Salim’s Entity Plans to Buy Out China Minzhong Foodby and
Offer is at S$1.20 a share in cash, or in cash and bonds
Proposal would add to S$4.5 billion delistings in Singapore
A company controlled by billionaire Anthoni Salim offered to acquire the rest of China Minzhong Food Corp. in a deal valuing the Chinese company at S$786 million ($584 million), helping the Indonesian tycoon exercise greater control over a food empire spanning potato chips, instant noodles and cooking oil.
Marvellous Glory Holdings Ltd. offered S$1.20 in cash for each share in China Minzhong Food, according to a filing in Singapore, where China Minzhong is listed. That’s 25 percent more than the stock’s last closing price. Investors can choose an alternative in the form of cash and exchangeable bonds under terms in the offer. Shares of the Chinese vegetable-processing company jumped 18 percent to close at S$1.135 in Singapore Wednesday.
The deal makes sense for China Minzhong Food’s largest shareholder, Salim’s PT Indofood Sukses Makmur, according to Syaiful Adrian, an analyst at PT Ciptadana Sekuritas. A buyout would allow China Minzhong Food, which reported a third decline in annual profit for the year ended June 30, to be removed from Indofood’s books.
“Minzhong Food has been weighing on Indofood,” Adrian said by telephone from Jakarta. “Indofood could also use the proceeds from the sale to repay some if its foreign-currency debts and reduce the exchange-rate risk on the company.”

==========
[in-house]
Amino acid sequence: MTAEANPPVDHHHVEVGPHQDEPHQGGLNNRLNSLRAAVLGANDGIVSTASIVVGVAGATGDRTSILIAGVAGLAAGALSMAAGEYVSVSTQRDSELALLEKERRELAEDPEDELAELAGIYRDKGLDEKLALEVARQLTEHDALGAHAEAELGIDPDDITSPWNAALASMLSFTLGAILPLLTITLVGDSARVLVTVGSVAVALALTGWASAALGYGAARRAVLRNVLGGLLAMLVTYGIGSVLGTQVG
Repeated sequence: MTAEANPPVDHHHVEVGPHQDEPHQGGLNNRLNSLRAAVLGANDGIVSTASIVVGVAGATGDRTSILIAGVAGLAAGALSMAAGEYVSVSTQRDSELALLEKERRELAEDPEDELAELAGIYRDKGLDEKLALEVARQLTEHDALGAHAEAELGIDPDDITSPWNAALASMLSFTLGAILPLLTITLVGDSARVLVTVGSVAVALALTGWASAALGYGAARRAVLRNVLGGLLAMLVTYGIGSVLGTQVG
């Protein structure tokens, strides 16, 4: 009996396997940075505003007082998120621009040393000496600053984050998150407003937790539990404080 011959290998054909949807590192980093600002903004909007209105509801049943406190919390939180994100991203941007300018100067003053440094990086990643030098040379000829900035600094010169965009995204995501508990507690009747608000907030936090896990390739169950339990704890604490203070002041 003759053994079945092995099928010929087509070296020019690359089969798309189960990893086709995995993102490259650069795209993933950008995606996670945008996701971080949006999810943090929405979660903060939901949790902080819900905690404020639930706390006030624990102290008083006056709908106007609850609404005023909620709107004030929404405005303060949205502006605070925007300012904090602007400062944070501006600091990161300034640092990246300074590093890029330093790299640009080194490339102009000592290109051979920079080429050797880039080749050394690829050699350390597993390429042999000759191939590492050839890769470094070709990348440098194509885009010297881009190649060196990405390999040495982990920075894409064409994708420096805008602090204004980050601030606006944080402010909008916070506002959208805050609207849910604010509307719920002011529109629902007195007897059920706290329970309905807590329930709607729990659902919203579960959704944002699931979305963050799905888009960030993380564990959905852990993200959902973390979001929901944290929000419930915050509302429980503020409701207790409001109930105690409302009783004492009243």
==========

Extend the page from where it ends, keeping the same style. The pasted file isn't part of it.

China Minzhong Food will be delisted if the offer goes through, according to the document.
Salim has a net worth of $3.3 billion, according to the Bloomberg Billionaires Index. His First Pacific Co., through Jakarta-listed Indofood, owns 82.88 percent of China Minzhong Food. Salim has a combined direct and indirect interest of about 45.11 percent in Hong Kong-listed First Pacific, the filing dated Sept. 6 showed.
The offer requires preconditions to be met, including approval from independent shareholders of Indofood and First Pacific for the Jakarta-based company to sell its stake in China Minzhong Food. Salim will be required to abstain from voting on the resolution, according to the document.
The offer is also contingent on the acquirer gaining acceptances for shares carrying more than 50 percent of voting rights, the document showed.
China Minzhong Food said the proposal would allow “greater control and management flexibility” in implementing “strategic initiatives,” according to the filing.
A takeout of China Minzhong Food would add to more than a dozen delistings announced in Singapore with a combined market value of S$4.5 billion in the first half of 2016 alone, according to data compiled by Bloomberg.
“Valuations have been beaten down so there is a lot of incentive to take them private,” said Jeremy Teong, an analyst at Phillip Securities Pte. in Singapore.